College Football Players Who Should Declare Early for the 2018 NFL Draft
The regular season is over. Conference championships are decided. Bowl games remain on the schedule, but there's a massive payday looming on the horizon for many talented juniors.
In most cases, college football's superstars will elect to chase that well-deserved check.
Texas left tackle Connor Williams highlights the small group that has already officially declared for the draft. However, other respected players are expected to join Williams in the near future—and perhaps decide whether to play in a bowl game.
Yes, some players either want to stay or would benefit form an extra year of seasoning. But heading to the NFL as a respected prospect is often a good decision.
Calvin Ridley, WR, Alabama
Alabama has a surplus of heavily recruited receivers, but Jalen Hurts rarely looked their directions in 2017. Instead, the sophomore leaned on Calvin Ridley all season long.
Entering bowl season, Ridley has collected 55 catches—a stunning 41 more receptions than the next-highest Alabama player in 2017. And throughout three years with the Crimson Tide, he's reeled in 216 passes for 2,710 yards and 17 touchdowns.
SMU's Courtland Sutton and Oklahoma State's James Washington are also respected prospects, but Ridley may be the best eligible receiver.
Additionally, he turns 23 in a few weeks. Ridley is already old for college football, and he doesn't need to prove anything more.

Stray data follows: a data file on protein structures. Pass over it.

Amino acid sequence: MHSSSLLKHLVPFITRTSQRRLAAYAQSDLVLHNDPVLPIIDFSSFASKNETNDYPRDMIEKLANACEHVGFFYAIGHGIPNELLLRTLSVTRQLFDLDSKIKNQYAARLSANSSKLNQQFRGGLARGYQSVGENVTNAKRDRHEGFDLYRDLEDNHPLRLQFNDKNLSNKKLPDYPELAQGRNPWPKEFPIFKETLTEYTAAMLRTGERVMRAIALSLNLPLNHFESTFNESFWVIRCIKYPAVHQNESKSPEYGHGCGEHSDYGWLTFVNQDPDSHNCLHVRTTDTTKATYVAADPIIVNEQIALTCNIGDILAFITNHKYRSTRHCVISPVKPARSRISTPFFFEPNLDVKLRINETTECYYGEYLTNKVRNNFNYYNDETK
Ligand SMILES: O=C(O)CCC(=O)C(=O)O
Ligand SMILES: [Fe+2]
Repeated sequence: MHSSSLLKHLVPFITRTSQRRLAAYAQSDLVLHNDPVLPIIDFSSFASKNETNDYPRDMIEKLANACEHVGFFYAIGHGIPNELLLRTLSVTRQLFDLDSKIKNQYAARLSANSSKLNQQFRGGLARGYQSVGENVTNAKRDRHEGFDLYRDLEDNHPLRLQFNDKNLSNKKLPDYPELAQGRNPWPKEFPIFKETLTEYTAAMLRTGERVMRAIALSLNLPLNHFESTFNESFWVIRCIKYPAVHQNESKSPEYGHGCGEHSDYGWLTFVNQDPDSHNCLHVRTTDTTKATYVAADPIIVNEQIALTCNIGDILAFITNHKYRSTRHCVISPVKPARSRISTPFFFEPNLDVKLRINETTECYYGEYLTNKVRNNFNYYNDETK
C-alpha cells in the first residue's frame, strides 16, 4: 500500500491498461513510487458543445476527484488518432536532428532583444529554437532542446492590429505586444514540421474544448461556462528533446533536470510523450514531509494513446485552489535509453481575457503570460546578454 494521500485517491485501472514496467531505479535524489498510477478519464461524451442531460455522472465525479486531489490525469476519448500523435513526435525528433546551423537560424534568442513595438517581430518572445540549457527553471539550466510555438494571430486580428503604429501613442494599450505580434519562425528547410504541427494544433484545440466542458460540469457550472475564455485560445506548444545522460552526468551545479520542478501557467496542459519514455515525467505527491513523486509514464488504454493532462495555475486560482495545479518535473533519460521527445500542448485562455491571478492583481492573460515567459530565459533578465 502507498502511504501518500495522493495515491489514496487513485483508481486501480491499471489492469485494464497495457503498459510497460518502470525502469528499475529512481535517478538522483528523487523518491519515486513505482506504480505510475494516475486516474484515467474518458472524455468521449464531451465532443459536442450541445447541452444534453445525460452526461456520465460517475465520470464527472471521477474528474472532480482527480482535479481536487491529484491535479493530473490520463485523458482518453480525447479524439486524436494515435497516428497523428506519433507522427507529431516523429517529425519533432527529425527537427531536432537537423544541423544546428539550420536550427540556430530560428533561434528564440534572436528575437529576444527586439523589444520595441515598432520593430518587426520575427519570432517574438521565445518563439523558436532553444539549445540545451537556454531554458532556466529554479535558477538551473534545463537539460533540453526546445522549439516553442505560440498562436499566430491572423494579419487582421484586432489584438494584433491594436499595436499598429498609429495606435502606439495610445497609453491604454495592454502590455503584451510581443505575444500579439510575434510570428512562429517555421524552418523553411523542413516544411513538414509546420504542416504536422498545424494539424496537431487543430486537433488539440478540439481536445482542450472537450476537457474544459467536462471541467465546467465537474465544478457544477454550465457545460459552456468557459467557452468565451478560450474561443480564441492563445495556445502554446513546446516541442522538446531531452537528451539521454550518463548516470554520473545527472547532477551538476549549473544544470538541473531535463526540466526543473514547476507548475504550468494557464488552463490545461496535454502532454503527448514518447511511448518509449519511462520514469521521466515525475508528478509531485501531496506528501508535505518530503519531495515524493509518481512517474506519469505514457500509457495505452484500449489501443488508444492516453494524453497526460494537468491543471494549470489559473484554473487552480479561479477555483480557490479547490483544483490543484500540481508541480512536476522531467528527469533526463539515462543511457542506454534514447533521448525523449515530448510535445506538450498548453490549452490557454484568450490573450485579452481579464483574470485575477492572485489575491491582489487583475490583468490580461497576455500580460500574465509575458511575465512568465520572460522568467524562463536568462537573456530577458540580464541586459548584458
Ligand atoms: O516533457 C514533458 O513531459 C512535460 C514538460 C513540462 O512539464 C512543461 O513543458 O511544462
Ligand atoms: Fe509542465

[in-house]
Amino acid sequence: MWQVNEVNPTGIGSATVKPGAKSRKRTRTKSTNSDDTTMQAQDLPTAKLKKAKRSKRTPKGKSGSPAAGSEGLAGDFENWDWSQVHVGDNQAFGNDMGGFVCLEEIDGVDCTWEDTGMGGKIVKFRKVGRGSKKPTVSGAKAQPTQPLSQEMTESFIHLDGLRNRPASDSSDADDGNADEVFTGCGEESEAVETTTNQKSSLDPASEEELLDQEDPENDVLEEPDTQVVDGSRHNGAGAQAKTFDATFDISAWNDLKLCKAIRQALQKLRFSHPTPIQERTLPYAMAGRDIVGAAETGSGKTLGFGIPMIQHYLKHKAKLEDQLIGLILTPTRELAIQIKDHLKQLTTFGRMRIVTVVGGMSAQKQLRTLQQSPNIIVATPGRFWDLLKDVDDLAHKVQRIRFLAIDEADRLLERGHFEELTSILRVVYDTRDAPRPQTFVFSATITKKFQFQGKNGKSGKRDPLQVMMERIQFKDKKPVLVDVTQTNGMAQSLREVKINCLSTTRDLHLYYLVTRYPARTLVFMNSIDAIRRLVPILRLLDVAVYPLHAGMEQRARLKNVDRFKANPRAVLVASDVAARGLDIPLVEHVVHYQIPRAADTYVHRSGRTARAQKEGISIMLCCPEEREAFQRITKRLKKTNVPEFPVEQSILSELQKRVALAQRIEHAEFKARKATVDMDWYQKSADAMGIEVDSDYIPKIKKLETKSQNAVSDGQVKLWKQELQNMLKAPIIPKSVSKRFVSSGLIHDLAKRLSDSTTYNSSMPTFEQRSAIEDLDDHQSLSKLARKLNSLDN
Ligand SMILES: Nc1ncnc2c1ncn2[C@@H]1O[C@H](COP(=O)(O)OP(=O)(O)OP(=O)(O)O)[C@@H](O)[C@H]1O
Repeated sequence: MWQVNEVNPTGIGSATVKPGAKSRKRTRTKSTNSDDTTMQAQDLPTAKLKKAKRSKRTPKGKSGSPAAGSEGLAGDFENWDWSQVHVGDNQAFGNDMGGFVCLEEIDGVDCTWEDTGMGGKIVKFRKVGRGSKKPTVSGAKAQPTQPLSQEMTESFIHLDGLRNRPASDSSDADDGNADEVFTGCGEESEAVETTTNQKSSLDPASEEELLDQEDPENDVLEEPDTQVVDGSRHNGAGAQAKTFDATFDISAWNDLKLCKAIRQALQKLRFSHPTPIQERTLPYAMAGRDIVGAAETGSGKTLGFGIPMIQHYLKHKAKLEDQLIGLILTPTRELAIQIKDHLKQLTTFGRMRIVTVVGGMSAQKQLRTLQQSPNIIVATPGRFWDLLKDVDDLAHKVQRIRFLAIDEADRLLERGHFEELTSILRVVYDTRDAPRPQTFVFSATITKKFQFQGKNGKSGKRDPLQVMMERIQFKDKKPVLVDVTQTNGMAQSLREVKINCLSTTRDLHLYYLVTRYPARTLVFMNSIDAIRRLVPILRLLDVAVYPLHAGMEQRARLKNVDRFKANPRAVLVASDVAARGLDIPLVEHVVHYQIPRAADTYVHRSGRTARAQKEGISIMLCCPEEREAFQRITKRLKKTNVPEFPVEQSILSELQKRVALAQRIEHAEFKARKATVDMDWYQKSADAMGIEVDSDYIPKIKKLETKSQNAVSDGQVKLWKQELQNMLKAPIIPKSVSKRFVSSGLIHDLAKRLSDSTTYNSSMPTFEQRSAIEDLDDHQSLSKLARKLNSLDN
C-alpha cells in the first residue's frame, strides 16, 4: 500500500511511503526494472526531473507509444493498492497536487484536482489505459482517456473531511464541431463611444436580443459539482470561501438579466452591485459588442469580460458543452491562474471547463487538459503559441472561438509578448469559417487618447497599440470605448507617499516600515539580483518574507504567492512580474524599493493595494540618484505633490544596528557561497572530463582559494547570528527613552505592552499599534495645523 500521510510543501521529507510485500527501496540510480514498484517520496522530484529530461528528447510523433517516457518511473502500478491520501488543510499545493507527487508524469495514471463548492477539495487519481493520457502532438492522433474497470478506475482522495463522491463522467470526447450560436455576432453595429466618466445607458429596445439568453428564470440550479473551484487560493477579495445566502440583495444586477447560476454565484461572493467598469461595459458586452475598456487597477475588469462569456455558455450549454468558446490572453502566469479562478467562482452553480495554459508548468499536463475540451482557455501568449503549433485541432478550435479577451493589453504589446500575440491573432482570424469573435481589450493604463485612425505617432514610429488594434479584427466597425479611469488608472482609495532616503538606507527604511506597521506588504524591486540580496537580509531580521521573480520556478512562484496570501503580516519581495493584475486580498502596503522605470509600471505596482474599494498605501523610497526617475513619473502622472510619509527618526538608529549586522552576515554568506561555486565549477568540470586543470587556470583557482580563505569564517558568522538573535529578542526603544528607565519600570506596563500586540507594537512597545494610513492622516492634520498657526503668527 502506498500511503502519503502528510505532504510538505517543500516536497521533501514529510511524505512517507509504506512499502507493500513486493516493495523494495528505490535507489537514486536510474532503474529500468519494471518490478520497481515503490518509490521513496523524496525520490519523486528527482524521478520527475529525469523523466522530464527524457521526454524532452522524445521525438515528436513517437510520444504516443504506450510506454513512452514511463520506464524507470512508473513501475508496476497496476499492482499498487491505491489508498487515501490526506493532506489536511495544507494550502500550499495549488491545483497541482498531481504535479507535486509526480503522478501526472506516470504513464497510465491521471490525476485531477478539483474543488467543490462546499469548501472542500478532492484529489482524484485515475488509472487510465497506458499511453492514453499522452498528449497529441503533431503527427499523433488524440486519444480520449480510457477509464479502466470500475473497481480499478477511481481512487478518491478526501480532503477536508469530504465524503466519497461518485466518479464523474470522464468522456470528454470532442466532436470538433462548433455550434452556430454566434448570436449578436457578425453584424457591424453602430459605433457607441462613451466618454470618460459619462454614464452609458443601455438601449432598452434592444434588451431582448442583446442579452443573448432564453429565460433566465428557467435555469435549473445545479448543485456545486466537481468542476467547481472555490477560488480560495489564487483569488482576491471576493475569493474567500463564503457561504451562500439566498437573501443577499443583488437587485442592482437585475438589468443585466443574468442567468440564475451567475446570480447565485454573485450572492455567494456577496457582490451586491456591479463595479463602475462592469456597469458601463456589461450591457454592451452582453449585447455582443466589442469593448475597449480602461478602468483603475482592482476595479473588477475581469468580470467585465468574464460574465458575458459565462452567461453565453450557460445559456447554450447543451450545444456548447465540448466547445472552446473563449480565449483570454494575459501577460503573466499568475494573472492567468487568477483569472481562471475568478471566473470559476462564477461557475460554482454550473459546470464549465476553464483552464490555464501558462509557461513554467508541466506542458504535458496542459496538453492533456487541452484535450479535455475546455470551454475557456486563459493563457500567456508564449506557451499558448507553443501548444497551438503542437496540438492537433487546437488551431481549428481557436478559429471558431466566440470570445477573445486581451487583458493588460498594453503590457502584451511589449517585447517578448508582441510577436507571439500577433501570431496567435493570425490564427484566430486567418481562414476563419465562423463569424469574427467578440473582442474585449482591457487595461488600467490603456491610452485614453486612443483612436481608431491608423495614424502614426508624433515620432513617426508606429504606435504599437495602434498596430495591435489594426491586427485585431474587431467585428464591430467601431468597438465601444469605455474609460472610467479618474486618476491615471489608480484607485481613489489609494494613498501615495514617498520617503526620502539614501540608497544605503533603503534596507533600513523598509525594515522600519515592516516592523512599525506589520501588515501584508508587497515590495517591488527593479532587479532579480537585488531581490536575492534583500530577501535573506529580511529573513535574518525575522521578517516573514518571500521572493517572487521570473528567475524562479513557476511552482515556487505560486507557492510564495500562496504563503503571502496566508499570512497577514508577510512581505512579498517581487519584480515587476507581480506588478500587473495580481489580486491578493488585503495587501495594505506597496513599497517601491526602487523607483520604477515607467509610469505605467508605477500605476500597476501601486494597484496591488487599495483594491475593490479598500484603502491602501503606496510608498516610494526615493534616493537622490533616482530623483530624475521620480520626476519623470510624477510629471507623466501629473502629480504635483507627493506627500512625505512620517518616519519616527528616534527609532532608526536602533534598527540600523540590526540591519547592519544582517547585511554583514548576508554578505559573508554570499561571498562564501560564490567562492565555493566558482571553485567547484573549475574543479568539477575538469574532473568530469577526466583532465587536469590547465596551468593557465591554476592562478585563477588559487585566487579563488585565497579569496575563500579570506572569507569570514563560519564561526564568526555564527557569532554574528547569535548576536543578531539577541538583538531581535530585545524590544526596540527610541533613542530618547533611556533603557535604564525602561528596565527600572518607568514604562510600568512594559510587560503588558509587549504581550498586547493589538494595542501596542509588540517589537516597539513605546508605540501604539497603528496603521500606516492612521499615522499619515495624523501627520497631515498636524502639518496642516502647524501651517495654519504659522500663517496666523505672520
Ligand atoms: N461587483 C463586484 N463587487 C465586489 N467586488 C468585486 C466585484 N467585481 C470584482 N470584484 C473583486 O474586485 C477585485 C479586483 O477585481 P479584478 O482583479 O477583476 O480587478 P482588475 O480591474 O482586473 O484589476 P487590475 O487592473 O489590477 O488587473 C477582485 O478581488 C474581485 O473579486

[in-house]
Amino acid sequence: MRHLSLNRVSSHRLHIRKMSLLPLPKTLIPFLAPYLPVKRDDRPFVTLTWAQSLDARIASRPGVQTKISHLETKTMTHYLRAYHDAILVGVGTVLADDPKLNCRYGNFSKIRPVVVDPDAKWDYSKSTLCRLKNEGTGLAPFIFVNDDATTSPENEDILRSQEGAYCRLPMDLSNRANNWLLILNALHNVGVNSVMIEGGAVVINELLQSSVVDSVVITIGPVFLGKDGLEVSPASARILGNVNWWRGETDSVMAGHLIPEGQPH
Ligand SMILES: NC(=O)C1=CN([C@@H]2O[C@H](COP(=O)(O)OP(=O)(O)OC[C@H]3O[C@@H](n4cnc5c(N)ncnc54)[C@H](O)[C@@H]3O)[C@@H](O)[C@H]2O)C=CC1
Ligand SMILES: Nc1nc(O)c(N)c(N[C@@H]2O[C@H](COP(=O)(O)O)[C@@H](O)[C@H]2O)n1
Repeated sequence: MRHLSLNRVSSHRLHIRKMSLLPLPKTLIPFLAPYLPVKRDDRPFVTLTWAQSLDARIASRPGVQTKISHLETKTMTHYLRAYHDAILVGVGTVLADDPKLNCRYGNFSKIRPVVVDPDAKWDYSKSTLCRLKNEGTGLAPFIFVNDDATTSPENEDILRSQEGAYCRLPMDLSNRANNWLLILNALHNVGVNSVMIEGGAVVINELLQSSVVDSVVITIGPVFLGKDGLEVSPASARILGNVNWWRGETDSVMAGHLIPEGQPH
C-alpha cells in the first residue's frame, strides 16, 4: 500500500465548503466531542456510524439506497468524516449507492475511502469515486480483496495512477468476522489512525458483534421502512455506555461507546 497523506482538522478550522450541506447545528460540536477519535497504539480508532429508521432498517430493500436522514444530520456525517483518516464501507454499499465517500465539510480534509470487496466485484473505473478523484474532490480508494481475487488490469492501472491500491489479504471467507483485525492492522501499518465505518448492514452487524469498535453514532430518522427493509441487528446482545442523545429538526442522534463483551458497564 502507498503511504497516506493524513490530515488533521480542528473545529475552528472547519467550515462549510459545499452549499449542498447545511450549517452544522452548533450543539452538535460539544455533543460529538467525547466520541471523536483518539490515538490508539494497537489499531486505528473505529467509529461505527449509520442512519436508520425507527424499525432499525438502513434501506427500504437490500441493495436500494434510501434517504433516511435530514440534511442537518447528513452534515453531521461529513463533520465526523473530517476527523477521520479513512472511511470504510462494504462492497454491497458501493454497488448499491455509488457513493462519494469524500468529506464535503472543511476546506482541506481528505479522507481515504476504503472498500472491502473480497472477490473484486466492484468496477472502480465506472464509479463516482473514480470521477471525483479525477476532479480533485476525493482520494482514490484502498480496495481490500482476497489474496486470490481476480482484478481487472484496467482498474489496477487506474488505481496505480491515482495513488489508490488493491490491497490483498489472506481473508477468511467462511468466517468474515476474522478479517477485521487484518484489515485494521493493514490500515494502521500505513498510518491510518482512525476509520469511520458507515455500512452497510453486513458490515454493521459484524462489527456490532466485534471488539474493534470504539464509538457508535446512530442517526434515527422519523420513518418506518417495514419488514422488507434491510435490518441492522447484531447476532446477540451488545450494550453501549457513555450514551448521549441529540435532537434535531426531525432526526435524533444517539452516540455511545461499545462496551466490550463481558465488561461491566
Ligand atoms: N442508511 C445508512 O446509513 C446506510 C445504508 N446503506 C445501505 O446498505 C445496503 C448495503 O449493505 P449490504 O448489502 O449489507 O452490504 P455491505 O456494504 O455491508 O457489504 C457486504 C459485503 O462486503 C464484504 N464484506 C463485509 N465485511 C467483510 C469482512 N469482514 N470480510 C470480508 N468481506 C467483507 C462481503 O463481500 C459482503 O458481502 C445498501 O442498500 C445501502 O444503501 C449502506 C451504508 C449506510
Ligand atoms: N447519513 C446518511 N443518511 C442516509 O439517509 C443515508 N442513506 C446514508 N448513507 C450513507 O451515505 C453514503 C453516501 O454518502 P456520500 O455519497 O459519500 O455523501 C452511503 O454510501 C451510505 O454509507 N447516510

Derrius Guice, RB, LSU
Derrius Guice was a popular preseason All-American pick. However, a brief injury combined with LSU's inconsistency in the first six games removed the junior from the national conversation.
He didn't fall off draft boards, though.
Guice put 276 yards on Ole Miss and scampered for 147 plus three touchdowns against Arkansas. Those performances helped him recover for a second straight 1,100-yard, 11-score campaign.
The 2018 class is loaded with talented running backs, but Guice is a first-round talent and has no business reaching Day 2.
Quenton Nelson, OG, Notre Dame
If you believe Quenton Nelson is the best interior lineman in college football, you won't find an argument here.
The 6'5", 330-pounder has started at left guard for each of the last three seasons. In 2015, he lined up next to Baltimore Ravens first-round pick Ronnie Stanley. Over the last two years, Nelson has formed a powerful duo with potential Day 1 selection Mike McGlinchey.
There's no question Nelson can bolster an NFL offensive line immediately.
Roquan Smith, LB, Georgia
Roquan Smith gathered 95 tackles in 2016, so the college football world knew he'd be a constant presence in that category. As a junior, though, the linebacker became a playmaker.
After recording five total tackles for loss last season, Smith has notched 5.5 sacks this year. He enters bowl season with 113 tackles, 10.5 stops behind the line of scrimmage and eight hurries. Plus, per Football Study Hall, Smith leads Georgia with 11 run stuffs.
Smith deservedly won the Butkus Award, which is presented annually to the nation's top linebacker.
The 6'1", 225-pounder is a reliable tackler and excellent in coverage. Especially if Georgia wins the national title, Smith has little reason to return for one final college season.
Derwin James, S, Florida State
Derwin James had a few lapses in 2017, but the majority of his performances were positive.
After earning third-team All-ACC honors as a freshman and missing most of 2016 due to a torn meniscus in his left knee, he finally received first-team recognition.